36th DPS Meeting, 8-12 November 2004
Session 18 Outer Planets
Poster I, Tuesday, November 9, 2004, 4:00-7:00pm, Exhibition Hall 1A

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[18.08] Life Cycles of Spots on Jupiter from Cassini Images

A. P. Ingersoll, L. Li (Division of Geological and Planetary Sciences, California Institute of Technology)

Using the sequence of 70-day continuum-band images from the Cassini Imaging Science System (ISS), we record over 500 compact oval spots and study their relation to the large-scale motions (Li et al., in press, Icarus, 2004). The ~100 spots whose vorticity could be measured - the large spots in most cases - were all anticyclonic. Cyclonic features (chaotic regions) were not included in our study because they did not have a compact oval shape. We distinguish probable convective storms from other spots because they appear suddenly, grow rapidly, and are much brighter than their surroundings. The distribution of lifetimes for spots that appeared and disappeared during the 70-day period follows a decaying exponential with time constant (mean lifetime) of 4.1 days for probable convective storms and 16.9 days for all other spots. Extrapolating the exponential beyond 70 days seriously underestimates the number of spots that existed for the entire 70-day period. This and other evidence (size, shape, distribution in latitude) suggests that these long-lived spots are from a separate population. The zonal wind profile obtained manually by tracking individual features (this study) agrees with that obtained automatically by correlating brightness variations in narrow latitude bands (Porco et al. 2003). The number of westward jets that violate the barotropic stability criterion is about the same as in Voyager times. The Great Red Spot (GRS) regularly absorbs westward-moving spots that originate in the South Equatorial Belt (SEB), where most of the probable convective storms originate. Although the probable convective storms do not directly transform themselves into westward-moving spots, their common origin in the SEB suggests that moist convection and the westward jet compose a system that has maintained the GRS over its long lifetime. The Cassini project and the NASA Planetary Atmospheres Program supported this research.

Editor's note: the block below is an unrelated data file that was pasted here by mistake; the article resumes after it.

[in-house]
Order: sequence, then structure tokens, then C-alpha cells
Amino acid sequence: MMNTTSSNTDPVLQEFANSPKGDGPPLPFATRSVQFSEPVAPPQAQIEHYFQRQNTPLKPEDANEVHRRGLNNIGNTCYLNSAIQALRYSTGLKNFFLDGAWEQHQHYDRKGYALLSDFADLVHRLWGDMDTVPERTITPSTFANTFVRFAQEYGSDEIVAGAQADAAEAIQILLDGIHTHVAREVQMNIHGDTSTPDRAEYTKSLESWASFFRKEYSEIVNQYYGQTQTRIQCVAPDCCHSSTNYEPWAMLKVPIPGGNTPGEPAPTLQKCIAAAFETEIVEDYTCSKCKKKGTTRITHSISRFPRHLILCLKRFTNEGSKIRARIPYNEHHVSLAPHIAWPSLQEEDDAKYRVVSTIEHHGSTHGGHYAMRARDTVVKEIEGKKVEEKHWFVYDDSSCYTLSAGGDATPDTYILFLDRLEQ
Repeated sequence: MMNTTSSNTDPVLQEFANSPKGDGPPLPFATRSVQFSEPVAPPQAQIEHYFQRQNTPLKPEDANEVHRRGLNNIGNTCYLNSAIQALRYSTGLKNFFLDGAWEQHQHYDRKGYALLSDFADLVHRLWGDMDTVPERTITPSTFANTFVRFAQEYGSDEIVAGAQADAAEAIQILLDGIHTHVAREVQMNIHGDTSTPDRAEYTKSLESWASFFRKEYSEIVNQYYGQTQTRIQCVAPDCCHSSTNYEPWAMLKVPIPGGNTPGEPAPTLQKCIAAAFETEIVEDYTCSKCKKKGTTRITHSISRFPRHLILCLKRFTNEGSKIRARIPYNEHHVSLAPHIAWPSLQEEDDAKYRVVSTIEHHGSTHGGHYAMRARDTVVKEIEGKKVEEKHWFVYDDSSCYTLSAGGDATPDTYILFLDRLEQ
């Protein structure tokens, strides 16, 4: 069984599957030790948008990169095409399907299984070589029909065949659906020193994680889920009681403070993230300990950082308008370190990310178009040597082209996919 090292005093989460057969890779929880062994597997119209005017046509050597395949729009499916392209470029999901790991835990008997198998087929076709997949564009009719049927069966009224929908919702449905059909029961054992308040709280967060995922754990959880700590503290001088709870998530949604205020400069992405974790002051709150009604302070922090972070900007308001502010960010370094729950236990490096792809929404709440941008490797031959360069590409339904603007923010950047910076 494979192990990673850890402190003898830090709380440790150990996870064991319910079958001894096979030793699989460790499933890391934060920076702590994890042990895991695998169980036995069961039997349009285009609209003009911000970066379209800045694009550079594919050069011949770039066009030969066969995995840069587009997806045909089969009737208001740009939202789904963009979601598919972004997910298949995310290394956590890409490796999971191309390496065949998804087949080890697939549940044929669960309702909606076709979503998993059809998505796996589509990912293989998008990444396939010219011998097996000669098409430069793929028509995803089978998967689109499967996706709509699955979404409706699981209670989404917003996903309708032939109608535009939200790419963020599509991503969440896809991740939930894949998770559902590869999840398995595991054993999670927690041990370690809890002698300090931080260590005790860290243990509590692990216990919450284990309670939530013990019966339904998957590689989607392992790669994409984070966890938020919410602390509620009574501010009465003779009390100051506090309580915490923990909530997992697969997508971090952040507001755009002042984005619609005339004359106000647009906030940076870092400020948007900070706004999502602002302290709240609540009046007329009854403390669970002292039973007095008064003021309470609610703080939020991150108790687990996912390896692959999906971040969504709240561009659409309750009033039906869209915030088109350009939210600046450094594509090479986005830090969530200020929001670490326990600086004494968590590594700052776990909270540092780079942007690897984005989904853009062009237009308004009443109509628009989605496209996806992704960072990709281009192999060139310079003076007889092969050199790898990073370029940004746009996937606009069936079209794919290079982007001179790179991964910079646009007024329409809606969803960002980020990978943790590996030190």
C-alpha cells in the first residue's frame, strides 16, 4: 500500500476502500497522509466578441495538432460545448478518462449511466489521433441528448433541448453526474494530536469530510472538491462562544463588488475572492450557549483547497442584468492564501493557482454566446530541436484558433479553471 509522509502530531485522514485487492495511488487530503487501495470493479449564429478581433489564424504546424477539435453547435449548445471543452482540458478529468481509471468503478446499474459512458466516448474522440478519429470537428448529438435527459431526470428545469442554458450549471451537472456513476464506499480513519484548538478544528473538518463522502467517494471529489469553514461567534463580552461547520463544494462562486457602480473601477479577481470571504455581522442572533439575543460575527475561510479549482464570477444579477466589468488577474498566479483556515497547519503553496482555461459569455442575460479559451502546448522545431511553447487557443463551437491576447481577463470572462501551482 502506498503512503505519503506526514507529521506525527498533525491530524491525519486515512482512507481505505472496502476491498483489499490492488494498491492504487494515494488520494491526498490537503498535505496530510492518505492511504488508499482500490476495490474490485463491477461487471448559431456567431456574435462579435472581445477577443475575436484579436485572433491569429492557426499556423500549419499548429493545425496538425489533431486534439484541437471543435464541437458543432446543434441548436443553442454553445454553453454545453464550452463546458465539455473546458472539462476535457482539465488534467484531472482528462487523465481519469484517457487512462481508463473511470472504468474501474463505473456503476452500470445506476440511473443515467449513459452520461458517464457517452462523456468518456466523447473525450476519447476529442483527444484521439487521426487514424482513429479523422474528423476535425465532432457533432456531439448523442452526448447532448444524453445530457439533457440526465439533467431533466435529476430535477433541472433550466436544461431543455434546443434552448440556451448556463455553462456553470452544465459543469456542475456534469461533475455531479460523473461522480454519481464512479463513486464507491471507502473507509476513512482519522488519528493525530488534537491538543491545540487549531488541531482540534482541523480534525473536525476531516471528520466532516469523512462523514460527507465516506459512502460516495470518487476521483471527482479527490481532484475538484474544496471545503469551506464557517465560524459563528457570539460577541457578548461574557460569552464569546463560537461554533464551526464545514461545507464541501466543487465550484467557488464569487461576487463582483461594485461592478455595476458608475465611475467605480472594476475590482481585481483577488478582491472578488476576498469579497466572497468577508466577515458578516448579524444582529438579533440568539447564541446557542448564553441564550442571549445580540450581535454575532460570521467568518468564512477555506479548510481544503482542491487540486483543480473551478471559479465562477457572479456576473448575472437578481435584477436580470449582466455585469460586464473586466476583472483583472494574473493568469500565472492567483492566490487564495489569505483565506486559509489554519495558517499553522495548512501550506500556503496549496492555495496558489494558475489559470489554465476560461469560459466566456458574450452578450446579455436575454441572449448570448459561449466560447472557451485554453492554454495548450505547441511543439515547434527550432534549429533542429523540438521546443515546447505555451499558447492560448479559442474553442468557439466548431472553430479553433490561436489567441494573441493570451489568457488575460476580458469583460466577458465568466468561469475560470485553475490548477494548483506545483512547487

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Bulletin of the American Astronomical Society, 36 #4
© 2004. The American Astronomical Soceity.